Other Kinds of Potentiometers

Most Arduino kits come with rotary pots, but potentiometers with a sliding mechanism are also common. Trim pots a a sub category of rotary potentiometers that are small in size and often used for calibration and other finite adjustments. They often need a screwdriver in order to turn. There are also components known as soft pots. These potentiometers function similarly to force sensors in the face that they react to pressure, however instead of changing their resistance based on the amount of pressure being applied, the soft pot responds to where the pressure is applied along its length.



A sensor will function similarly to a potentiometer, however their changes in resistance are reactions to various conditions instead of being directly caused by human intervention. These conditions include light level, direction, movements, location, sound volume, temperature, etc. There are far too many types of sensors in order to name them all right here.

Light Sensor

Also called Photoresistors, a light sensor reacts to the electromagnetic radiation given off as visible light. As light hits the (often) red film behind the metal points, the resistance between them lowers.


Many of the smaller photoresistors tend to be less accurate than some of the other sensors on this list, but they can still be used in a large variety of situations.

Using a Light Sensor

We can wire up a photoresistor like shown in the image below. By measuring the analog values with our Arduino’s analog pins and the analogRead() function we can apply the values coming from this sensor to various other components. Just don’t forget the 10K resistor.


These 2 lead sensors function as a resistor that can change their resistance based on their reaction to an external stimulus. For all of the variable resistors shown below you will need an additional fixed resistor in order to function properly. Without one the voltage could overload the sensor. The exact size of the resistor will vary depending on the component being used. Be sure to double check your kit for more details.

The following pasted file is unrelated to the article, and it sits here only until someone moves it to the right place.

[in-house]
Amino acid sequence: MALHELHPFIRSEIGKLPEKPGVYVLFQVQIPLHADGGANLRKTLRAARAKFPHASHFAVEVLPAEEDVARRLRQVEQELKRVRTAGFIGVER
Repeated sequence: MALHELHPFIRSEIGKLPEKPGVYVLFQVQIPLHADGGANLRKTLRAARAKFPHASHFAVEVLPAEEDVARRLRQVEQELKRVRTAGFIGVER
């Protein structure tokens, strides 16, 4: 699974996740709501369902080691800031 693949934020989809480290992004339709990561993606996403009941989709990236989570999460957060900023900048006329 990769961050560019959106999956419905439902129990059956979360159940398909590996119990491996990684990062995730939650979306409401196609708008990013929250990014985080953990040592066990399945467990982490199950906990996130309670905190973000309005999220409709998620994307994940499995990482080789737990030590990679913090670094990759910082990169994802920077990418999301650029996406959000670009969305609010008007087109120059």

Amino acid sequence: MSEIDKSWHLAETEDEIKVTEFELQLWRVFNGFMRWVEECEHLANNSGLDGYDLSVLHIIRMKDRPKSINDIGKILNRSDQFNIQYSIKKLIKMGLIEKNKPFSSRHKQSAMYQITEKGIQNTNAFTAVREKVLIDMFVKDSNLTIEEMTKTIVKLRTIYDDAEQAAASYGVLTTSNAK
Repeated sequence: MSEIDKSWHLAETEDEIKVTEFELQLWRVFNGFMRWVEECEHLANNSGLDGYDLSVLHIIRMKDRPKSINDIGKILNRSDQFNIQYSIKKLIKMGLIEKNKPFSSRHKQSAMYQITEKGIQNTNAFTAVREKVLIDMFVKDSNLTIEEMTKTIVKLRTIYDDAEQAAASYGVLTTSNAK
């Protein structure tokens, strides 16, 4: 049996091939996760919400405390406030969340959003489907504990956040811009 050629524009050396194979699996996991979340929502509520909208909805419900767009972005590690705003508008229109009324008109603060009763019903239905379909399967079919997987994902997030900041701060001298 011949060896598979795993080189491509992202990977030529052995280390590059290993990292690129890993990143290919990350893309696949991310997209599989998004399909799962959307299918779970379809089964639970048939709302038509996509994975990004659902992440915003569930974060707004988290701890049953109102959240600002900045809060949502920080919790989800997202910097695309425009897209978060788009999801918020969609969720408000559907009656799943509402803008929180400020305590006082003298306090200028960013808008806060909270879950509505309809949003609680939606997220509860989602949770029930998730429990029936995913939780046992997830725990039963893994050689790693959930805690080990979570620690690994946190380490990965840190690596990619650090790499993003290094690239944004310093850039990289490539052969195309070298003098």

Force/Pressure Sensor

A force or pressure sensor looks like a flat version of a photoresistor. The component is comprised of two metal leads suspended in a resistive fluid and encased in plastic. The specific shape and size can vary, but they tend to be relatively small and either circular or rectangular in shape.


By applying pressure to the sensor, the fluid is displaced, decreasing te resistance. The more pressure that is applied, the more the resistance if lowered. There are different pressure sensors that can respond to varying levels of pressure. These sensors are great for general measurements, but lack the resolution to be used for accurate, fine-tuned pressure monitoring.

The circuit for utilizing a force/pressure sensor is identical to the one used for a light sensor, just replace the sensor.

Distance Sensor

Distance sensors are a little unique on this list because they have their own built-in circuitry. They are set up to function like a voltage divider however, which makes them easy to utilize as a means of data input.


An infrared beam is sent out of one lens and when an object is within the range of the sensor, the beam will be reflected back and be detected by the second lens. The built in circuity calculates a value based on the amount of time that this reflection took place and adjusts the resistance of the unit accordingly.

We can connect this sensor in the same manner as a potentiometer, but we cannot change the direction that voltage moves through the sensor because of the on-board circuit board.

Tilt Sensor

Tilt sensors have a variety of appearances and various functionalities as well. Generally, a tilt sensor can measure how much the sensor is offset from ‘level’. More expensive sensors can measure the tilt in multiple directions and give a range of values. Cheaper models only measure one direction, and output a digital HIGH/LOW signal that changes when the sensor’s tilt passes a certain threshold.


These sensors contain a small ball. When the tilt is large enough, the ball will roll to the end of the sensor and make an electrical connection.

Flex Sensor

A flex sensor functions similarly to a pressure sensor except that it detects the force of the sensor bending in a specific direction.


Temperature Sensor

Temperature sensors react to the ambient temperature around them and are the core component to many digital thermometers. These sensors have a variety of appearances, and output a number value that will change along with the temperature of the sensor. These numbers may be scaled to a temperature scale within the sensor, or code may be needed to achieve this within the program; it depends on the sensor.